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The Incredible Hulk (2008) (DVD deleted scenes analysis)

How to edit a movie, starring The Incredible Hulk

In the weeks before Marvel’s The Incredible Hulk opened this summer, there were a lot of stories on-line and in various entertainment magazines about a dispute over the editing of the film between Marvel and star Edward Norton (who played Bruce Banner).  As the tale was told, Norton was fighting for a longer cut of the film that would include more character development, while Marvel wanted a leaner, more action-packed version.  

Ultimately, it seems that the latter is what was released to theatres.  And while I found the film to be fairly enjoyable, it certainly didn’t blow my skirt up the way Iron Man had the month before.  I also found it to be inferior to Ang Lee’s weirder, more cerebral 2003 movie The Hulk.  

But I was intrigued to read that the DVD of the new Incredible Hulk movie would include a significant number of deleted scenes (almost 45 minutes worth).  That’s not the same as having an extended cut of the film to judge, but I was still very curious to check out all of that additional footage to see if I felt those scenes’ inclusion would have strengthened the film.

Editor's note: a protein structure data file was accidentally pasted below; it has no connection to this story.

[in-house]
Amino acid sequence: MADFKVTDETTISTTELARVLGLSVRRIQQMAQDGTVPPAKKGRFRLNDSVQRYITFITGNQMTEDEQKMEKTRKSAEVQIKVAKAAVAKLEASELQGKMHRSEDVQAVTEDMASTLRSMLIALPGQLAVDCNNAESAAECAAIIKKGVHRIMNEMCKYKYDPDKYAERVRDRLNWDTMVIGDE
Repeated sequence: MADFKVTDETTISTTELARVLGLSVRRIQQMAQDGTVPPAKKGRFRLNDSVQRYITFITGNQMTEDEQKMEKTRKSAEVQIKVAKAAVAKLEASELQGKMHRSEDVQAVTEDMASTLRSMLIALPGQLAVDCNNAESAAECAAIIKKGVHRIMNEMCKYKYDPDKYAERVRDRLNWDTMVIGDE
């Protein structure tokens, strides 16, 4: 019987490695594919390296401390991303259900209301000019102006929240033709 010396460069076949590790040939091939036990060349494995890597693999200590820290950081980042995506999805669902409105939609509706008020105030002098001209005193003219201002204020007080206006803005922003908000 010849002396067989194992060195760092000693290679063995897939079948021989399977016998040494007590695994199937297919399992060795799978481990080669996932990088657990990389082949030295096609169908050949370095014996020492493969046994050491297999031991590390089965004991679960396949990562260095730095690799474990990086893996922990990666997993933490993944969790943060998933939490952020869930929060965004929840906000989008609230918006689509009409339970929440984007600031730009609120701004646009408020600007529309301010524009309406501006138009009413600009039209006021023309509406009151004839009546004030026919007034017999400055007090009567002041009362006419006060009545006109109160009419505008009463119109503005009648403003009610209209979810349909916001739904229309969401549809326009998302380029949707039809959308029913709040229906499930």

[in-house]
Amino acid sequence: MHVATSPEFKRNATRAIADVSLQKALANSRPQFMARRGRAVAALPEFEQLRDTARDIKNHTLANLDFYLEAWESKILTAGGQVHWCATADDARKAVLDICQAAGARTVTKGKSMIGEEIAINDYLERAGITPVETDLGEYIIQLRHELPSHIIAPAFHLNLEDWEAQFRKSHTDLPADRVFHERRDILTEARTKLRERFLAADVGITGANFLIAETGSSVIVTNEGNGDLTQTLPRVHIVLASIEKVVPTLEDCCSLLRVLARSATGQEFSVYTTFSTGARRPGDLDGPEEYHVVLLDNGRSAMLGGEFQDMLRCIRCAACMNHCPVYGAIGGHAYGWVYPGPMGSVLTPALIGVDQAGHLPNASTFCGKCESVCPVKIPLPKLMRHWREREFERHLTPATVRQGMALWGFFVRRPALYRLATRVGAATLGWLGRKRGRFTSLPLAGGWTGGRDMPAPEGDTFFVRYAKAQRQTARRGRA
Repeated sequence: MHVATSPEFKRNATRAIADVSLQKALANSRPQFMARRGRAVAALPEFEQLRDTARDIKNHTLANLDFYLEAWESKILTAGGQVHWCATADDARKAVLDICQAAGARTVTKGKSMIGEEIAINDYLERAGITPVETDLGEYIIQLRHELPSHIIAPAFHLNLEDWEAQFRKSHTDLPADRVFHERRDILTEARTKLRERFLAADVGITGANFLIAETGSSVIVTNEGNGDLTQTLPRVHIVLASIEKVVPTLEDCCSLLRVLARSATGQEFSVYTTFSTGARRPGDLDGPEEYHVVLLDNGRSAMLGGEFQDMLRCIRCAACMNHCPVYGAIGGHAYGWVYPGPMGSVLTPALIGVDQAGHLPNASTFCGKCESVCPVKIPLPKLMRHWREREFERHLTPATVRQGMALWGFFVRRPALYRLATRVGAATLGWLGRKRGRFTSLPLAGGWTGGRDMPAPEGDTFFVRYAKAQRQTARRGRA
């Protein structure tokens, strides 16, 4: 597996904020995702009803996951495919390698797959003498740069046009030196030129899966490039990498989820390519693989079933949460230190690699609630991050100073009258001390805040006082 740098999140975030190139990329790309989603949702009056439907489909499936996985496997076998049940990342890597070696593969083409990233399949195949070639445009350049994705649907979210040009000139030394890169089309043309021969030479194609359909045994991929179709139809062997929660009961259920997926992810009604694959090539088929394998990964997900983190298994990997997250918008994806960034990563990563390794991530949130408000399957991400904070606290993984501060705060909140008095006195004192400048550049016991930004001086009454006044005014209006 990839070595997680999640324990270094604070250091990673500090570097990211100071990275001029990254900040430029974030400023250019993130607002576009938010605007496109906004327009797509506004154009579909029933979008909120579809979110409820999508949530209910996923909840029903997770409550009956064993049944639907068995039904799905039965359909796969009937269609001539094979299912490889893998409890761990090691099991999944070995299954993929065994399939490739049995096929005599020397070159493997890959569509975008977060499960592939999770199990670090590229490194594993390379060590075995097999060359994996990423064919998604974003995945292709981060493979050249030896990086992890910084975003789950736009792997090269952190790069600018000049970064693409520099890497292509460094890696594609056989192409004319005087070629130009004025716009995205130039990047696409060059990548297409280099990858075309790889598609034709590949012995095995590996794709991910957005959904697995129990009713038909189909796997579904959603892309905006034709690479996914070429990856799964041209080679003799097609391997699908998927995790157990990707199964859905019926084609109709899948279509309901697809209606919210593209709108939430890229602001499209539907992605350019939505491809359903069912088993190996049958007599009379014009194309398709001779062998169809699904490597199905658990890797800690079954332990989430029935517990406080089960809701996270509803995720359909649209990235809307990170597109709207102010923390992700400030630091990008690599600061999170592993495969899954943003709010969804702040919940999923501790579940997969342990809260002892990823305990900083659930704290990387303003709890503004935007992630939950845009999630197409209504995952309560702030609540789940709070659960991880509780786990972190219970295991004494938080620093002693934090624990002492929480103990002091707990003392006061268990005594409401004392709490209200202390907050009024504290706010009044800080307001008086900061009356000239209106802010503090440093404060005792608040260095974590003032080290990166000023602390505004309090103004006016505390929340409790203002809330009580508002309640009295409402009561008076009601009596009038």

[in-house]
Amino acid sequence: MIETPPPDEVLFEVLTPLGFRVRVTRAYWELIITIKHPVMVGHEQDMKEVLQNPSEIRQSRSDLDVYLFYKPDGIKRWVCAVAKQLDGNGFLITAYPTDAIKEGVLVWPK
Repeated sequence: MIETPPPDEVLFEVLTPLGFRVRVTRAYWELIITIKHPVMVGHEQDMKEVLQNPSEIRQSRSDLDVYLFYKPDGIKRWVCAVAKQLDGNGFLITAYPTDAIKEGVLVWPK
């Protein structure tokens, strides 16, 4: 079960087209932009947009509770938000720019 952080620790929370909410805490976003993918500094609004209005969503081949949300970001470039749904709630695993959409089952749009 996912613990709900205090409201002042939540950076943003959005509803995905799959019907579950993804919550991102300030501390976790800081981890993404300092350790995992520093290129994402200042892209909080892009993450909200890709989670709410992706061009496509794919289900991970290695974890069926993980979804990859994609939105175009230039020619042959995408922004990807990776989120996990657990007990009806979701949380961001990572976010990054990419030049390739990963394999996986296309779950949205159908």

Well (and I’m not sure if this is good or bad), with just a few exceptions I must report that they would not have.  What we have here is a fascinating study in film-editing.  There isn’t one scene, amongst the deleted footage, that is a complete “thank god they cut that” clunker.  Everything is good, and interesting.  There’s an opening opening to the film in which Bruce Banner tries (unsuccessfully) to kill himself; scenes that show us more of the life Bruce made for himself on the run in Brazil, including how he created the science set-up in his apartment; several additional scenes with Betty’s new boyfriend Leonard (whose presence on-screen suffered the most in the theatrical cut); several scenes with General Ross which shed some more light on why he was so focused on capturing Banner, etc. etc.  It’s all decent stuff.  

Probably the best scene is a monologue by Ross, in which he describes his awe at having seen a glimpse of god (in his encounters with the Hulk), and he compares himself to those great men throughout history who have dared to grasp such power for the good of mankind.  It’s a great moment of acting, and it makes his character a bit less of an evil-for-no-reason villain, while also making him even scarier as we glimpse his passionate dedication to the cause.

And yet, none of these scenes really would have added much of anything to the movie as a whole.  Is it sort of neat to see how Bruce made his … [continued]